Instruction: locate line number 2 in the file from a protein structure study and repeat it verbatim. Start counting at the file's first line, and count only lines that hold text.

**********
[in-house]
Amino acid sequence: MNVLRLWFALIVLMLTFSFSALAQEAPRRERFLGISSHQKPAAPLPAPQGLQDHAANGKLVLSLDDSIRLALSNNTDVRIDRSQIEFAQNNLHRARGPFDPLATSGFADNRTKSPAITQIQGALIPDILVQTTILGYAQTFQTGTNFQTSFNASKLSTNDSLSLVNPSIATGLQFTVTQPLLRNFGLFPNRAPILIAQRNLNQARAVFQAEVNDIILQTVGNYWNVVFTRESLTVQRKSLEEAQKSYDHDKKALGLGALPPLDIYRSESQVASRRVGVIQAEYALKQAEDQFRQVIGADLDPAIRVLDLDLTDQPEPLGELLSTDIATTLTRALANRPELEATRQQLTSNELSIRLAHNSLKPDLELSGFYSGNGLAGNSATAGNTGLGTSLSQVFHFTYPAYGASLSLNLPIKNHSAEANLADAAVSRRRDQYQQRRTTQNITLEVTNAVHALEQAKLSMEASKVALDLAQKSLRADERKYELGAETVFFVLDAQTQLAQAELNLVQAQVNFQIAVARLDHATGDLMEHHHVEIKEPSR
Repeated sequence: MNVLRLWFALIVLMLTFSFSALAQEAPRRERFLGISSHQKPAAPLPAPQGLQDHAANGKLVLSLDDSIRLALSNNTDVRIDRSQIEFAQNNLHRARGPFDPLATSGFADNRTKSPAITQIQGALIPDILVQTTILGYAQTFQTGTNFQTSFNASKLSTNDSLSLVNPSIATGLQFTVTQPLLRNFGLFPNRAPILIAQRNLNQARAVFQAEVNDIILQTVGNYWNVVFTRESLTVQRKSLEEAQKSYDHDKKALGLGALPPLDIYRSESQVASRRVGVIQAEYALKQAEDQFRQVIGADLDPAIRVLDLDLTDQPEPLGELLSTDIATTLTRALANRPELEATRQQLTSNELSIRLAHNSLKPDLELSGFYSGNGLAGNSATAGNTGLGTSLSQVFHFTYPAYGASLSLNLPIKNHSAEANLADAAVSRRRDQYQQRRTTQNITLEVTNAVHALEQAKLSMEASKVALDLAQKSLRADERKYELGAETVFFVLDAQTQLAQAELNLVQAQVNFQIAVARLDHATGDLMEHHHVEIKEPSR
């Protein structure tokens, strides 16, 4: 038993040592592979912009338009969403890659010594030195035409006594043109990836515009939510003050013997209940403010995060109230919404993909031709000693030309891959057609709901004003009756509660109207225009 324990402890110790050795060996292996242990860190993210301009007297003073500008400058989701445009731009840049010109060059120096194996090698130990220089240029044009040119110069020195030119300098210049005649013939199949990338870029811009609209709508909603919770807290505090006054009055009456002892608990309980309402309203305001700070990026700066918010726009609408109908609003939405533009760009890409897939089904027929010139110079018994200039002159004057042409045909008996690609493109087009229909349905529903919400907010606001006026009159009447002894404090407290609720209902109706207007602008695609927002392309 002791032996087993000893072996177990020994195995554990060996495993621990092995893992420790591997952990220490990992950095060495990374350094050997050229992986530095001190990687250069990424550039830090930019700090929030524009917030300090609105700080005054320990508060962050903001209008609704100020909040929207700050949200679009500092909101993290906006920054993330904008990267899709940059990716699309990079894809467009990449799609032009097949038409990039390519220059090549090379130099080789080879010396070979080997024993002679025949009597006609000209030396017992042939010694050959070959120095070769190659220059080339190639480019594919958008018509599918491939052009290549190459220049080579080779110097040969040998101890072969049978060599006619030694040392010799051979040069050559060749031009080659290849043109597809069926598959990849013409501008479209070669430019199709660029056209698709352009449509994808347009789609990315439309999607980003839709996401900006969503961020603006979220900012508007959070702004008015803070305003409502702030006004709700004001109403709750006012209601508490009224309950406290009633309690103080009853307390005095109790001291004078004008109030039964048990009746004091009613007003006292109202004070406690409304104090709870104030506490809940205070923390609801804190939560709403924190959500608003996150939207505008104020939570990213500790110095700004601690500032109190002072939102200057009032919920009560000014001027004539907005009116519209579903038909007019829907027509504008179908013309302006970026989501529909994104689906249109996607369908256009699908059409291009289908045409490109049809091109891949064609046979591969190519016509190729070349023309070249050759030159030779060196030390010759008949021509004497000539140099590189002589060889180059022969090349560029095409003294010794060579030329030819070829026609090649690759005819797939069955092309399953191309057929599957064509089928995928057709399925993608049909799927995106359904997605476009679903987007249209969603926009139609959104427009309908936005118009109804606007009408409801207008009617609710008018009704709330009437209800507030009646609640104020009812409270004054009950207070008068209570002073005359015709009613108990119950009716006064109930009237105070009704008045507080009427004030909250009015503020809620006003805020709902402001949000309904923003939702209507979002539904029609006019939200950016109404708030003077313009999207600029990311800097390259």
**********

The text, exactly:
Amino acid sequence: MNVLRLWFALIVLMLTFSFSALAQEAPRRERFLGISSHQKPAAPLPAPQGLQDHAANGKLVLSLDDSIRLALSNNTDVRIDRSQIEFAQNNLHRARGPFDPLATSGFADNRTKSPAITQIQGALIPDILVQTTILGYAQTFQTGTNFQTSFNASKLSTNDSLSLVNPSIATGLQFTVTQPLLRNFGLFPNRAPILIAQRNLNQARAVFQAEVNDIILQTVGNYWNVVFTRESLTVQRKSLEEAQKSYDHDKKALGLGALPPLDIYRSESQVASRRVGVIQAEYALKQAEDQFRQVIGADLDPAIRVLDLDLTDQPEPLGELLSTDIATTLTRALANRPELEATRQQLTSNELSIRLAHNSLKPDLELSGFYSGNGLAGNSATAGNTGLGTSLSQVFHFTYPAYGASLSLNLPIKNHSAEANLADAAVSRRRDQYQQRRTTQNITLEVTNAVHALEQAKLSMEASKVALDLAQKSLRADERKYELGAETVFFVLDAQTQLAQAELNLVQAQVNFQIAVARLDHATGDLMEHHHVEIKEPSR